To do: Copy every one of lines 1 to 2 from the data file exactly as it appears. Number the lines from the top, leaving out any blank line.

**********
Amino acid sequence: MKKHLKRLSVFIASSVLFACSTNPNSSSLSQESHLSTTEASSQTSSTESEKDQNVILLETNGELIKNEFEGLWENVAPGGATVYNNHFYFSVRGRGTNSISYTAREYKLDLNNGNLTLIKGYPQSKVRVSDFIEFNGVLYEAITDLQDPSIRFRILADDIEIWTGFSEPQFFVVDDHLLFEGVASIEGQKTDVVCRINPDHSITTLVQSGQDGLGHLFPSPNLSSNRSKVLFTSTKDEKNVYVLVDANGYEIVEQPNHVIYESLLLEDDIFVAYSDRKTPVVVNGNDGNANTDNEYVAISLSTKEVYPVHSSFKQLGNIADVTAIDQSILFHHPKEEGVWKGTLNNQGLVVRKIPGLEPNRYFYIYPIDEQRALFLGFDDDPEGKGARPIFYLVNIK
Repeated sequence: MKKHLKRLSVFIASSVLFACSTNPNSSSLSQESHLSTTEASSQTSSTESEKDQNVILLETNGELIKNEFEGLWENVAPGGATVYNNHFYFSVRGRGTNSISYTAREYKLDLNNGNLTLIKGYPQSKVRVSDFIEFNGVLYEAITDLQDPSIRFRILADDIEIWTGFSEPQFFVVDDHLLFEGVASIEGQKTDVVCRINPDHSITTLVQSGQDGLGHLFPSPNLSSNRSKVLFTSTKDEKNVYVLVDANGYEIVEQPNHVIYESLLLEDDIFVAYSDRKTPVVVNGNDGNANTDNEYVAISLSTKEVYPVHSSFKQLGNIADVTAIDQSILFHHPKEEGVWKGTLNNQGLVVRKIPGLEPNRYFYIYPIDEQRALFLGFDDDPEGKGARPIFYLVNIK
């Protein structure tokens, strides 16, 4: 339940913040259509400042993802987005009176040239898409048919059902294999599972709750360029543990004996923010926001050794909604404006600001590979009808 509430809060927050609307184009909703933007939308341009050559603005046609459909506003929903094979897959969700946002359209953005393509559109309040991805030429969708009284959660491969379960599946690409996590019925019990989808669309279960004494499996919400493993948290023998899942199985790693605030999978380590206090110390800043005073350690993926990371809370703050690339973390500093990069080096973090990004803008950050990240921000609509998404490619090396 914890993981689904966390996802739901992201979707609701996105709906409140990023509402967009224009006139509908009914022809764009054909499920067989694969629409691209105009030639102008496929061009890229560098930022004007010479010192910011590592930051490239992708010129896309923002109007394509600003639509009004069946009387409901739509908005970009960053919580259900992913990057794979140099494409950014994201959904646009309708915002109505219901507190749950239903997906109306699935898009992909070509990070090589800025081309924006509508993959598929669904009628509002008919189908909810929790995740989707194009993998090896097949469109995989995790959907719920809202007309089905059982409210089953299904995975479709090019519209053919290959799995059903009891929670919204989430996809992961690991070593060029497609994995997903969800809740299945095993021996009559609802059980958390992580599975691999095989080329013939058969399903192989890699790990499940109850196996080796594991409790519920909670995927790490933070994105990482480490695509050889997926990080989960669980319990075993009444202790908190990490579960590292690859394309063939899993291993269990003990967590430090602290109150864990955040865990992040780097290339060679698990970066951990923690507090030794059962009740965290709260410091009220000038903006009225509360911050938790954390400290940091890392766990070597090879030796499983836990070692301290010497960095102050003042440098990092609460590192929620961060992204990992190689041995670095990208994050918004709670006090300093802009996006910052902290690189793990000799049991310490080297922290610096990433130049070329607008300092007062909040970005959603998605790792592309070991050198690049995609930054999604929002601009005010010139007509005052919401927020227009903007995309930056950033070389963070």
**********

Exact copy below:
Amino acid sequence: MKKHLKRLSVFIASSVLFACSTNPNSSSLSQESHLSTTEASSQTSSTESEKDQNVILLETNGELIKNEFEGLWENVAPGGATVYNNHFYFSVRGRGTNSISYTAREYKLDLNNGNLTLIKGYPQSKVRVSDFIEFNGVLYEAITDLQDPSIRFRILADDIEIWTGFSEPQFFVVDDHLLFEGVASIEGQKTDVVCRINPDHSITTLVQSGQDGLGHLFPSPNLSSNRSKVLFTSTKDEKNVYVLVDANGYEIVEQPNHVIYESLLLEDDIFVAYSDRKTPVVVNGNDGNANTDNEYVAISLSTKEVYPVHSSFKQLGNIADVTAIDQSILFHHPKEEGVWKGTLNNQGLVVRKIPGLEPNRYFYIYPIDEQRALFLGFDDDPEGKGARPIFYLVNIK
Repeated sequence: MKKHLKRLSVFIASSVLFACSTNPNSSSLSQESHLSTTEASSQTSSTESEKDQNVILLETNGELIKNEFEGLWENVAPGGATVYNNHFYFSVRGRGTNSISYTAREYKLDLNNGNLTLIKGYPQSKVRVSDFIEFNGVLYEAITDLQDPSIRFRILADDIEIWTGFSEPQFFVVDDHLLFEGVASIEGQKTDVVCRINPDHSITTLVQSGQDGLGHLFPSPNLSSNRSKVLFTSTKDEKNVYVLVDANGYEIVEQPNHVIYESLLLEDDIFVAYSDRKTPVVVNGNDGNANTDNEYVAISLSTKEVYPVHSSFKQLGNIADVTAIDQSILFHHPKEEGVWKGTLNNQGLVVRKIPGLEPNRYFYIYPIDEQRALFLGFDDDPEGKGARPIFYLVNIK